SHARON: We, as you know, are committed to the road map. There will be enough in the phase of the road map now — we are in the phase of pre — I'd say pre-road map stage. And I think all these things that are very clearly — appear there the way that we deal with the issue.
That's about — you mentioned the Ma'ale Adumim, and you should know the place. It's a beautiful place there.
QUESTION: I've been there last week.
SHARON: Facing the Judea Desert and the mountains of (UNINTELLIBLE) and Jordan and the Dead Sea. Ma'ale Adumim is one of the major Jewish centers with probably around maybe now over 50,000 people living there. (UNINTELLIGIBLE) that's one of those major blocs that the president himself referred in his letter to me on the 14th of April last year, and they, no doubt, have taken considerations, the reality of the area, in Ma'ale Adumim, like some other central or major blocs of population. That is our position, that they would be integral parts of the state of Israel and with contiguity to Israel itself.
And that — of course, this is our position, and the president himself, as I'm sure you know in the letter that he sent and the approval of the Congress says very clearly that one cannot ignore the facts or the realities that happened since the Six Day War, and that these is issues or these facts should be taken into consideration once we have talking to the Palestinians.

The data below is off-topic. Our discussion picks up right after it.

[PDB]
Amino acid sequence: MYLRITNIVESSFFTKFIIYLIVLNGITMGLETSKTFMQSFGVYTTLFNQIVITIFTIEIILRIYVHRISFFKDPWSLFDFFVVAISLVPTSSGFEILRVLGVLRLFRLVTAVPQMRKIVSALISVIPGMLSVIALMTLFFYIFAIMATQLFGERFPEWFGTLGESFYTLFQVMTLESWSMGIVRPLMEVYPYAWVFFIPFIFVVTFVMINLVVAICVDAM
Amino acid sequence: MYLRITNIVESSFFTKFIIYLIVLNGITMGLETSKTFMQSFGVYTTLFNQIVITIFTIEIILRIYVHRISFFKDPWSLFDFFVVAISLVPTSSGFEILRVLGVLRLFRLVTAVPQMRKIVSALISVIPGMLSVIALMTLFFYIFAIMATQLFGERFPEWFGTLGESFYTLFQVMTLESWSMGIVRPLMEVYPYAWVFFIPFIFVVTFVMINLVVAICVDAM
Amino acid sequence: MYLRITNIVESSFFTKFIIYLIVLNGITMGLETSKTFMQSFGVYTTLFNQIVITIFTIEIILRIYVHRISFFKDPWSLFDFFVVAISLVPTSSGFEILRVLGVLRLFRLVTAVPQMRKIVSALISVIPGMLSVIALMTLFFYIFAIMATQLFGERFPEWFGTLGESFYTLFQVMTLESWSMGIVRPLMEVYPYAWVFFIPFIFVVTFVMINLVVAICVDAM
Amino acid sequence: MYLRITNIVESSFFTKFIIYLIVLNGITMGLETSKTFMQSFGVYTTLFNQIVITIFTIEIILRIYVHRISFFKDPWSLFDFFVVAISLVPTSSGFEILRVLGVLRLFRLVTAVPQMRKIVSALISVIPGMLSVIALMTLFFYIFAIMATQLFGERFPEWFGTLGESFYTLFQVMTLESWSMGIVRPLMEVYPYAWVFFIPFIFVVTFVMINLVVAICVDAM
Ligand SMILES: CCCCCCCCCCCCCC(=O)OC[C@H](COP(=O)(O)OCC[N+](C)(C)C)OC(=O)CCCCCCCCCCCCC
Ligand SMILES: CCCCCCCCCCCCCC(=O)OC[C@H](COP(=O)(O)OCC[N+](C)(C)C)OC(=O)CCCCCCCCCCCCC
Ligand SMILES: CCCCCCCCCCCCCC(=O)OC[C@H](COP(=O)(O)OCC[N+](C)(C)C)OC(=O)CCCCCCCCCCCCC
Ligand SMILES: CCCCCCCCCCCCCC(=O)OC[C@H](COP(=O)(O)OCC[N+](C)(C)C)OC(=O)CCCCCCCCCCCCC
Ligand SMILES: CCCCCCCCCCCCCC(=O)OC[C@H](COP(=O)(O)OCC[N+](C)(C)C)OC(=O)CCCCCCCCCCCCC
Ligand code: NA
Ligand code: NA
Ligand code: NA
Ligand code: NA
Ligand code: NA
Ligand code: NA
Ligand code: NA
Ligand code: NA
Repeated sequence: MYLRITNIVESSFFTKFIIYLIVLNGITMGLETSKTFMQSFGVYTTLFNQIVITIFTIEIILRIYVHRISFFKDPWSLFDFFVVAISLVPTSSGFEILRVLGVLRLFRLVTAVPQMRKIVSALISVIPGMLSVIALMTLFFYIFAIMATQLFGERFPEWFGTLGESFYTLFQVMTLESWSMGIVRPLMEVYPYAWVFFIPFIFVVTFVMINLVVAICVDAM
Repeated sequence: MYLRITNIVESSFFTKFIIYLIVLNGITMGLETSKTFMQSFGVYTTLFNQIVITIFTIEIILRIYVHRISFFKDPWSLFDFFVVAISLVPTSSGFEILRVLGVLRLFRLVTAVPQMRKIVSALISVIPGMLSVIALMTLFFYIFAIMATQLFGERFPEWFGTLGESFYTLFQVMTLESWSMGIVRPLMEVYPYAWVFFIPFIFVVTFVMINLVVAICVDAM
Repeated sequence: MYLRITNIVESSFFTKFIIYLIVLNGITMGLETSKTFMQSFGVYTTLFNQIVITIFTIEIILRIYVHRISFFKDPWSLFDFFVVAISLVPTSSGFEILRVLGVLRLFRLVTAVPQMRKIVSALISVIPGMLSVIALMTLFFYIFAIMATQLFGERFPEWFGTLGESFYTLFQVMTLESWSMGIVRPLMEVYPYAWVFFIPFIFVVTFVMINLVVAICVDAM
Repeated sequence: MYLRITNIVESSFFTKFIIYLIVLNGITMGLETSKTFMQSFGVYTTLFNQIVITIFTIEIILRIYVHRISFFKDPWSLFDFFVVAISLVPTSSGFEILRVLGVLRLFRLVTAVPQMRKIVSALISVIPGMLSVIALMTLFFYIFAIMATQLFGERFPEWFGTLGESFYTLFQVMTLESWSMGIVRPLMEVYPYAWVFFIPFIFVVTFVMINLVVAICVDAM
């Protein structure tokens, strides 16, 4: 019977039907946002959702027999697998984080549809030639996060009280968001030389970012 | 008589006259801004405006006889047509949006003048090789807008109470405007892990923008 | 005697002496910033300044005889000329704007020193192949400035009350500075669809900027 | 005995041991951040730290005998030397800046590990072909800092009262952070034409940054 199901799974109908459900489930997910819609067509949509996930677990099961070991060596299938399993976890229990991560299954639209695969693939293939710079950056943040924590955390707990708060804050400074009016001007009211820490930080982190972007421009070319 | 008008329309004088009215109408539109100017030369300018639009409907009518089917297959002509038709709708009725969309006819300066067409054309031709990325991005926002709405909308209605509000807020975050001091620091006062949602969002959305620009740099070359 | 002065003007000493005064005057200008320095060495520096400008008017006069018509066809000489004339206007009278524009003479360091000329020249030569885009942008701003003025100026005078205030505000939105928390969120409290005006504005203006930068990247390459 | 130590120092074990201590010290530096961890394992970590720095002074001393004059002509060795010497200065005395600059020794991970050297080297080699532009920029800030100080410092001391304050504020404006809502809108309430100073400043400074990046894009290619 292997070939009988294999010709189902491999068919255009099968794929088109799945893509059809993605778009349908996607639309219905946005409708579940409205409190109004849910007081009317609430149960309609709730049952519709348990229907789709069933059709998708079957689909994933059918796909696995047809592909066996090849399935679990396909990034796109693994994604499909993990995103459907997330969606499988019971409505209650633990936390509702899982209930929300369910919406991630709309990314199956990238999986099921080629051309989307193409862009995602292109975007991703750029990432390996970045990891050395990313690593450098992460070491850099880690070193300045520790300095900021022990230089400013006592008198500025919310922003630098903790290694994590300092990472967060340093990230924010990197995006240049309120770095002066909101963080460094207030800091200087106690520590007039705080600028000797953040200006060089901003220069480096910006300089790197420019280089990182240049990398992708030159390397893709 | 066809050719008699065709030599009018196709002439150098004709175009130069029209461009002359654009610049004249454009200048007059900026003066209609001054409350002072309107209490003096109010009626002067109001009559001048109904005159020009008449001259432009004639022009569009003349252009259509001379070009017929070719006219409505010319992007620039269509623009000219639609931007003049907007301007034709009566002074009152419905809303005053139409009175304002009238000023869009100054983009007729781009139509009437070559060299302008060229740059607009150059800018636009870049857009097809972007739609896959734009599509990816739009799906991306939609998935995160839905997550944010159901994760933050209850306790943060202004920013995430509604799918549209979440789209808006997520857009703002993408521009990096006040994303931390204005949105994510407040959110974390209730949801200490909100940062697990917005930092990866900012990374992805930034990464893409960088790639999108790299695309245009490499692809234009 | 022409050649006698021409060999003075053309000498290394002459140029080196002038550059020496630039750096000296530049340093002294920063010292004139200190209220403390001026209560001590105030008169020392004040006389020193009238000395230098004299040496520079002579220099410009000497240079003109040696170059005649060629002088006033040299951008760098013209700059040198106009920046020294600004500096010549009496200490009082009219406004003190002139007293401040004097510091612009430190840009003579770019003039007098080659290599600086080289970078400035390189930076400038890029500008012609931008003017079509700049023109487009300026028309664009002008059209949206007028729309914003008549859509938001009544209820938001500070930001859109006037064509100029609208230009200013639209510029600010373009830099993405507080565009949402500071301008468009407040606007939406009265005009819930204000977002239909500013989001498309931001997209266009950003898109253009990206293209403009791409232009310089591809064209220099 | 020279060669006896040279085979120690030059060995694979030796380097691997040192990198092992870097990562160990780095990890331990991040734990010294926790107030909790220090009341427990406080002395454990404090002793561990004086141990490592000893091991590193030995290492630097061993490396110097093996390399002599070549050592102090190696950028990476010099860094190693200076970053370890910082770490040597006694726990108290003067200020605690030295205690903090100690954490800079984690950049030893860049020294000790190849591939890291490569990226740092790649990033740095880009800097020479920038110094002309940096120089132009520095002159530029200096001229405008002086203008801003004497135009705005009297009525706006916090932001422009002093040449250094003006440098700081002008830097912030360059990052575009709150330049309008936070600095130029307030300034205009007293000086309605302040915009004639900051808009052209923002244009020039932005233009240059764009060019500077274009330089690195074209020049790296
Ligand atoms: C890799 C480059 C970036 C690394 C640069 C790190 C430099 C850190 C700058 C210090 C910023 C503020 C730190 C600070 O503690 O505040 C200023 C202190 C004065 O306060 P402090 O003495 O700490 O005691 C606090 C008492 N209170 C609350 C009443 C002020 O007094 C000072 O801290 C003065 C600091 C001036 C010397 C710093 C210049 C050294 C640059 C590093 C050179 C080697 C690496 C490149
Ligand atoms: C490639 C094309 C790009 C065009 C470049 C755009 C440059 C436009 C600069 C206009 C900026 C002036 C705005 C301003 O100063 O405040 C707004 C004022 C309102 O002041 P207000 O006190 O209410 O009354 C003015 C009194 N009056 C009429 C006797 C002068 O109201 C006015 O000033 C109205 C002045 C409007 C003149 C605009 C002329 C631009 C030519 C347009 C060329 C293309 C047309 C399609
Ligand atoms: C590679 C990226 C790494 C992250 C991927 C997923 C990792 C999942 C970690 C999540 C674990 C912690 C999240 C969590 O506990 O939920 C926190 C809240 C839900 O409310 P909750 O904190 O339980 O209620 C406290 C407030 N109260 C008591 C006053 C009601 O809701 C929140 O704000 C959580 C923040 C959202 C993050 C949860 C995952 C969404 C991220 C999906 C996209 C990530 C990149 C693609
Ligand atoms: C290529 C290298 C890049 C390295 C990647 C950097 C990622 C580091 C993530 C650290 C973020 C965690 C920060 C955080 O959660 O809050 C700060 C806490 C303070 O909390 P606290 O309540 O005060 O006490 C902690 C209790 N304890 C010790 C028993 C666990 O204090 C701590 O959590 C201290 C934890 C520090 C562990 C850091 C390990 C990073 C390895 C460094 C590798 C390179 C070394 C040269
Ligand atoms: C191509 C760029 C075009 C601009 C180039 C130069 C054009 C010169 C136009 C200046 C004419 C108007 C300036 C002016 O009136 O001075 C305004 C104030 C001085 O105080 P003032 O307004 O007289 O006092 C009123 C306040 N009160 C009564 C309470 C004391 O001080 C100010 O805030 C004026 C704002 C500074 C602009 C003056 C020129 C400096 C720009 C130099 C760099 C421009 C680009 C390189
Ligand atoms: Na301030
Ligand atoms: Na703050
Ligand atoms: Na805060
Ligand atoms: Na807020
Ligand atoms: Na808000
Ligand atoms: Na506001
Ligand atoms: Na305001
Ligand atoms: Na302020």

When we've been negotiating these things, it is clear that they, of course, create a situation, Israel will not be able to return to the lines of the '49 ceasefire lines or what usually is called the '67 border. And that will affect the borders, and these are the realities that happened.
QUESTION: But the president agreed to settlement blocs as they are, the realities on the ground as they are. You are talking about expanding Ma'ale Adumim, or practically doubling it so that it connects to Jerusalem. That's an expansion. That's not allowed under the road map. How do you reconcile this contradiction?
SHARON: Well, look, I believe that first of all, it's very important. I'll say this bloc is very important, and they cannot be isolated or not in their real contiguity with Jerusalem. And our position is that the major blocs will be integral parts of Israel and they are going to be — they will have a contiguity with Israel.